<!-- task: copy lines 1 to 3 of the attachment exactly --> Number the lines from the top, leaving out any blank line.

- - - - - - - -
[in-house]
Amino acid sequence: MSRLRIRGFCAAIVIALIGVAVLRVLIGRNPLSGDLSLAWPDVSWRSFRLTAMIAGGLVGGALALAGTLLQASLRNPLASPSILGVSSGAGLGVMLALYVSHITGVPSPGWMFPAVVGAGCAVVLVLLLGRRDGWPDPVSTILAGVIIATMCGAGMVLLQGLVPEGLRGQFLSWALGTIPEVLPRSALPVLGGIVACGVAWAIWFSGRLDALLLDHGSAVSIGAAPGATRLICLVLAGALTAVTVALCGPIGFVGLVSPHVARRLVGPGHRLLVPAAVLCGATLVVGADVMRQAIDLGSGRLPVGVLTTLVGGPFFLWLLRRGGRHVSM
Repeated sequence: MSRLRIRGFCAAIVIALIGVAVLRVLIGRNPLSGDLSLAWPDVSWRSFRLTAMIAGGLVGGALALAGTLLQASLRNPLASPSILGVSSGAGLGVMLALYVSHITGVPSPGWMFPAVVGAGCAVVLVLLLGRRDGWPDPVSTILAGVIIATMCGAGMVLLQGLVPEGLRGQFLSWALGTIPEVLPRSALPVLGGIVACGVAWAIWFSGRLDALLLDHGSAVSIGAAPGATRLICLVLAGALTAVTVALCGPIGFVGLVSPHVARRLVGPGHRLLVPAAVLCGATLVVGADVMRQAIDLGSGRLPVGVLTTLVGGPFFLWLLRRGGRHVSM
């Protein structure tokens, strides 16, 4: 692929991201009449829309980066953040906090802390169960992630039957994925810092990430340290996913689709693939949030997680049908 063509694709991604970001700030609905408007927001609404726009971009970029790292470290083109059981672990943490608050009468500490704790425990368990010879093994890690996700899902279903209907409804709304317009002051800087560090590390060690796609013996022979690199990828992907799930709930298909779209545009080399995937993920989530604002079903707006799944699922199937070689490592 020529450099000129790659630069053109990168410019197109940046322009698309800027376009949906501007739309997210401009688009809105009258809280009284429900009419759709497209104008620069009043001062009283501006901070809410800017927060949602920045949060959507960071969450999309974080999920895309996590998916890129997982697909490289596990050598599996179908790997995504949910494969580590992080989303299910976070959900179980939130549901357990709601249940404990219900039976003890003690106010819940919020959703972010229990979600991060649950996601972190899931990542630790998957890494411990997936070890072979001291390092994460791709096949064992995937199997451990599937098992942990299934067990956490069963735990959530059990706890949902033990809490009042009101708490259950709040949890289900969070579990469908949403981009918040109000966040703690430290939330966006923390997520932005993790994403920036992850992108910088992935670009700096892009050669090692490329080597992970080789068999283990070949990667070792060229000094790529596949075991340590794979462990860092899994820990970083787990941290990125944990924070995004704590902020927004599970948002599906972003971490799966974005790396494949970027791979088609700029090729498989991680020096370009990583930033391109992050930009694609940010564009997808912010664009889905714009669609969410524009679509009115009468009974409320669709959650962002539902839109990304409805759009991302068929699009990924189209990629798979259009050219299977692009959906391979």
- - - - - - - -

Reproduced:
[in-house]
Amino acid sequence: MSRLRIRGFCAAIVIALIGVAVLRVLIGRNPLSGDLSLAWPDVSWRSFRLTAMIAGGLVGGALALAGTLLQASLRNPLASPSILGVSSGAGLGVMLALYVSHITGVPSPGWMFPAVVGAGCAVVLVLLLGRRDGWPDPVSTILAGVIIATMCGAGMVLLQGLVPEGLRGQFLSWALGTIPEVLPRSALPVLGGIVACGVAWAIWFSGRLDALLLDHGSAVSIGAAPGATRLICLVLAGALTAVTVALCGPIGFVGLVSPHVARRLVGPGHRLLVPAAVLCGATLVVGADVMRQAIDLGSGRLPVGVLTTLVGGPFFLWLLRRGGRHVSM
Repeated sequence: MSRLRIRGFCAAIVIALIGVAVLRVLIGRNPLSGDLSLAWPDVSWRSFRLTAMIAGGLVGGALALAGTLLQASLRNPLASPSILGVSSGAGLGVMLALYVSHITGVPSPGWMFPAVVGAGCAVVLVLLLGRRDGWPDPVSTILAGVIIATMCGAGMVLLQGLVPEGLRGQFLSWALGTIPEVLPRSALPVLGGIVACGVAWAIWFSGRLDALLLDHGSAVSIGAAPGATRLICLVLAGALTAVTVALCGPIGFVGLVSPHVARRLVGPGHRLLVPAAVLCGATLVVGADVMRQAIDLGSGRLPVGVLTTLVGGPFFLWLLRRGGRHVSM